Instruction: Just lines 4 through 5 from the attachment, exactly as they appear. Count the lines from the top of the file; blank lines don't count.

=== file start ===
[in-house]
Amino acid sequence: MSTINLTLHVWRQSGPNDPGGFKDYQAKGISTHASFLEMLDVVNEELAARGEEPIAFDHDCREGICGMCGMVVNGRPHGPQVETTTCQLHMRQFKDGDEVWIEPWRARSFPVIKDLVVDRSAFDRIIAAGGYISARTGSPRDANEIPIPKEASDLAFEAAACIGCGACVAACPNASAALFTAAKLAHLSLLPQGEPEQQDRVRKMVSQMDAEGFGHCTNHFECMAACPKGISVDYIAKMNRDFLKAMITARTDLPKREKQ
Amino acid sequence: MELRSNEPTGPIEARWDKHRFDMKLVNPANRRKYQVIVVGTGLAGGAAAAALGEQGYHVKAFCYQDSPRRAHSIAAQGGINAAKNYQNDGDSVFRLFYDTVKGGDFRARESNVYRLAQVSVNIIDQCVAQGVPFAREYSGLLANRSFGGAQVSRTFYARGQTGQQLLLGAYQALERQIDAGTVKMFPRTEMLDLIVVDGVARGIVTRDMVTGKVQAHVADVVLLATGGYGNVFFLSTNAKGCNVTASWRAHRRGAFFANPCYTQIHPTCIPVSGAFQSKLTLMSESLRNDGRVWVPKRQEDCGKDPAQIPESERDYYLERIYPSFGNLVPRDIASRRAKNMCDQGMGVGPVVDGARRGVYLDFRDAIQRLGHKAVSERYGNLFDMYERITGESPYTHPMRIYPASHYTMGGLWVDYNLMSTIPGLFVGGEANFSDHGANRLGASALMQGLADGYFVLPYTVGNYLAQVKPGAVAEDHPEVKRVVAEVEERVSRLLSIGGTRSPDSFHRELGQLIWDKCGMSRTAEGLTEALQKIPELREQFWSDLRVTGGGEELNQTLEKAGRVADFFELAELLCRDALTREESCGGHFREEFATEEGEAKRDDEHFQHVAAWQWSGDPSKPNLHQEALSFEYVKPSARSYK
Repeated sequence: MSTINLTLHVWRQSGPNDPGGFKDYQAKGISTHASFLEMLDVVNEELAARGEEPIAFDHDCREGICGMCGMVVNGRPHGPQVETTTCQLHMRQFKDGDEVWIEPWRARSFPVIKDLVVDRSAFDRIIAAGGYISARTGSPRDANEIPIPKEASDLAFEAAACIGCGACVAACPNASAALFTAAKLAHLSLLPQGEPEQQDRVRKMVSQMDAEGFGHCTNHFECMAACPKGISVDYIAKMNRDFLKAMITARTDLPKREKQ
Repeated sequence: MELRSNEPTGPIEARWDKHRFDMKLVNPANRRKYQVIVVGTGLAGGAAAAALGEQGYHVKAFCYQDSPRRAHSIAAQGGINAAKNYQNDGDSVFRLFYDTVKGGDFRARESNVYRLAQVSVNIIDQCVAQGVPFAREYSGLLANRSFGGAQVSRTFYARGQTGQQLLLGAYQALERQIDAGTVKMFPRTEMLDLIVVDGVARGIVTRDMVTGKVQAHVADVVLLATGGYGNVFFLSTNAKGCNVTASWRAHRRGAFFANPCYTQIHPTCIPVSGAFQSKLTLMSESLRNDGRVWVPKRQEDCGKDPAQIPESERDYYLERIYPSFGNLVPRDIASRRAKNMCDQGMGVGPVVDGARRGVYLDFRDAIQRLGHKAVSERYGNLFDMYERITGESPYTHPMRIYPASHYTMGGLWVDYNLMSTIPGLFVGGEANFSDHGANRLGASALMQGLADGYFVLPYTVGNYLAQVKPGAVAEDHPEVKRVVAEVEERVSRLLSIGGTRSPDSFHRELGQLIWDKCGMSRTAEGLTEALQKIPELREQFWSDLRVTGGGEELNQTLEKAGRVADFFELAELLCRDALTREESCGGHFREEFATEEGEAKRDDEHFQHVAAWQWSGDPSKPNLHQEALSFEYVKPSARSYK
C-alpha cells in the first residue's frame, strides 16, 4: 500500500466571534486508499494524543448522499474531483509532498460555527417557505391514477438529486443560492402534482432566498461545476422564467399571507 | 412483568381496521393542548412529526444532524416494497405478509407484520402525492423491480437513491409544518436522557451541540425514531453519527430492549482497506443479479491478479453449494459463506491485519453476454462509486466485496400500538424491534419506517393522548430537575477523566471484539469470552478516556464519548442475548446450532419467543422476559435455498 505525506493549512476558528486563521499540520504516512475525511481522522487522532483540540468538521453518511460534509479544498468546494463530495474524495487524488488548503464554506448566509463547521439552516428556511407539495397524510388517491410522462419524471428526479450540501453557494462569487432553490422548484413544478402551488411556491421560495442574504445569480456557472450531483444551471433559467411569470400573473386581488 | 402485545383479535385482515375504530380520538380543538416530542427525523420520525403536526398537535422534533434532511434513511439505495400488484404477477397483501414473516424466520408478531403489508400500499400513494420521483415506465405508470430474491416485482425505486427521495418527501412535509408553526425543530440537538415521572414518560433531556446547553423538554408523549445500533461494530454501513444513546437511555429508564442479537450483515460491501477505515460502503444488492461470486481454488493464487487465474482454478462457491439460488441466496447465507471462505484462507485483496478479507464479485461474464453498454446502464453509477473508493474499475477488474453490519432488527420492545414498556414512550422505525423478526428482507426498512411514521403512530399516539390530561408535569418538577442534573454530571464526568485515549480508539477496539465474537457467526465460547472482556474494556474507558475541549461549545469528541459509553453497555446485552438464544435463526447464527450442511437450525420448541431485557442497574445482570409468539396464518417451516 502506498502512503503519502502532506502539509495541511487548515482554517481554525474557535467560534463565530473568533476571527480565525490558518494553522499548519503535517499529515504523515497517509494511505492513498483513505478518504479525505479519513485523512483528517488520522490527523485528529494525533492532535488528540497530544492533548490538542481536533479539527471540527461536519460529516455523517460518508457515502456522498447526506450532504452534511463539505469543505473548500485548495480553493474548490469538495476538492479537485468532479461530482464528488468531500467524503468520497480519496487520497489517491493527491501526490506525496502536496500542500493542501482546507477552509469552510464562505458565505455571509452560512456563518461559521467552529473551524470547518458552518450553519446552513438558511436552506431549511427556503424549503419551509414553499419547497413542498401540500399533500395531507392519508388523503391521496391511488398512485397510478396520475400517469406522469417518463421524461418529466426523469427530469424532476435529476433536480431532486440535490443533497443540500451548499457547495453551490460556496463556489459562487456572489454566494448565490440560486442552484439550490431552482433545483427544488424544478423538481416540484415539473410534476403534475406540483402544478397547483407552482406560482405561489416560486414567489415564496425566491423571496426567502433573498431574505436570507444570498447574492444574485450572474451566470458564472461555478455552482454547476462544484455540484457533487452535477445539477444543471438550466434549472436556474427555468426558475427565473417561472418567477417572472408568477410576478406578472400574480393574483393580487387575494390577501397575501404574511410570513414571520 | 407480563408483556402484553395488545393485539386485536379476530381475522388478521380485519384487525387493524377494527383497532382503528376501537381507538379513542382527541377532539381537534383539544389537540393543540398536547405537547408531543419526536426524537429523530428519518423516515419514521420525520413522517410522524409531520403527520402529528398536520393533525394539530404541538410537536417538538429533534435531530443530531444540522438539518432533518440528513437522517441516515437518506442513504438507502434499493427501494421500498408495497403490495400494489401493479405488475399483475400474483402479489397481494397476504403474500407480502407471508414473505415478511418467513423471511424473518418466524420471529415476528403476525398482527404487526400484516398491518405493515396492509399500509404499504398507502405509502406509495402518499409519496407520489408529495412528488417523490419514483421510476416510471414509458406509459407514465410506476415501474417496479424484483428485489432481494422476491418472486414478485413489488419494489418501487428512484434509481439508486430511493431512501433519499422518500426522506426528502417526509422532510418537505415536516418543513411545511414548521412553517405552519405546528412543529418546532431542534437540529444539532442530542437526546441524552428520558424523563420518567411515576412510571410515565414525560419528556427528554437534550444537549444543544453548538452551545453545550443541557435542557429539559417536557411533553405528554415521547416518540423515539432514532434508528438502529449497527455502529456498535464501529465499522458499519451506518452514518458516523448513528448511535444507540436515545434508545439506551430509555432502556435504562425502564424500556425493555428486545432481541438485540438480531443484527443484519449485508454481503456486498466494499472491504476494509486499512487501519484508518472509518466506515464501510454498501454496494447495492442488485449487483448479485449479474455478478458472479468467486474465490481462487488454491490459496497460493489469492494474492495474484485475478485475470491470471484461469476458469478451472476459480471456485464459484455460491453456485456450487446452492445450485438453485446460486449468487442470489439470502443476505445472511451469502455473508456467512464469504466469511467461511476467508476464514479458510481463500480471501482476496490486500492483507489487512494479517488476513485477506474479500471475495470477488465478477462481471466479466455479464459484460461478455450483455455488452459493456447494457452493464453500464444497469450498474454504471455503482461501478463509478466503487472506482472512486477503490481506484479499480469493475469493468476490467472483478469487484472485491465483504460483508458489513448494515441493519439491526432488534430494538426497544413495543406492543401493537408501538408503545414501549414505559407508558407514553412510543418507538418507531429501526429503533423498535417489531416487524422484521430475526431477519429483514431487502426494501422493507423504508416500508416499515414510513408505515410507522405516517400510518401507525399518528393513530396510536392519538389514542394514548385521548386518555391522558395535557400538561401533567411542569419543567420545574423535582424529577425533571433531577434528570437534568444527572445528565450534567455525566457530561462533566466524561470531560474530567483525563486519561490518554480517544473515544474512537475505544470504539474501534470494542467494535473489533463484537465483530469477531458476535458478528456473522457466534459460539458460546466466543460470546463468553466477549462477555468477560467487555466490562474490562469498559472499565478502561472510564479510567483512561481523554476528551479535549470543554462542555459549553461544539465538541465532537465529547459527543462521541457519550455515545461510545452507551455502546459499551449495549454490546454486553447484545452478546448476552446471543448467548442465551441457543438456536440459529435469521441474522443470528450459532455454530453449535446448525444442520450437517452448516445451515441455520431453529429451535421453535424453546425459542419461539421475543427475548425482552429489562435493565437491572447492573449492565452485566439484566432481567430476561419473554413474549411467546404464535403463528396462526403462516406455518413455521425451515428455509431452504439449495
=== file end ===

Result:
Repeated sequence: MSTINLTLHVWRQSGPNDPGGFKDYQAKGISTHASFLEMLDVVNEELAARGEEPIAFDHDCREGICGMCGMVVNGRPHGPQVETTTCQLHMRQFKDGDEVWIEPWRARSFPVIKDLVVDRSAFDRIIAAGGYISARTGSPRDANEIPIPKEASDLAFEAAACIGCGACVAACPNASAALFTAAKLAHLSLLPQGEPEQQDRVRKMVSQMDAEGFGHCTNHFECMAACPKGISVDYIAKMNRDFLKAMITARTDLPKREKQ
Repeated sequence: MELRSNEPTGPIEARWDKHRFDMKLVNPANRRKYQVIVVGTGLAGGAAAAALGEQGYHVKAFCYQDSPRRAHSIAAQGGINAAKNYQNDGDSVFRLFYDTVKGGDFRARESNVYRLAQVSVNIIDQCVAQGVPFAREYSGLLANRSFGGAQVSRTFYARGQTGQQLLLGAYQALERQIDAGTVKMFPRTEMLDLIVVDGVARGIVTRDMVTGKVQAHVADVVLLATGGYGNVFFLSTNAKGCNVTASWRAHRRGAFFANPCYTQIHPTCIPVSGAFQSKLTLMSESLRNDGRVWVPKRQEDCGKDPAQIPESERDYYLERIYPSFGNLVPRDIASRRAKNMCDQGMGVGPVVDGARRGVYLDFRDAIQRLGHKAVSERYGNLFDMYERITGESPYTHPMRIYPASHYTMGGLWVDYNLMSTIPGLFVGGEANFSDHGANRLGASALMQGLADGYFVLPYTVGNYLAQVKPGAVAEDHPEVKRVVAEVEERVSRLLSIGGTRSPDSFHRELGQLIWDKCGMSRTAEGLTEALQKIPELREQFWSDLRVTGGGEELNQTLEKAGRVADFFELAELLCRDALTREESCGGHFREEFATEEGEAKRDDEHFQHVAAWQWSGDPSKPNLHQEALSFEYVKPSARSYK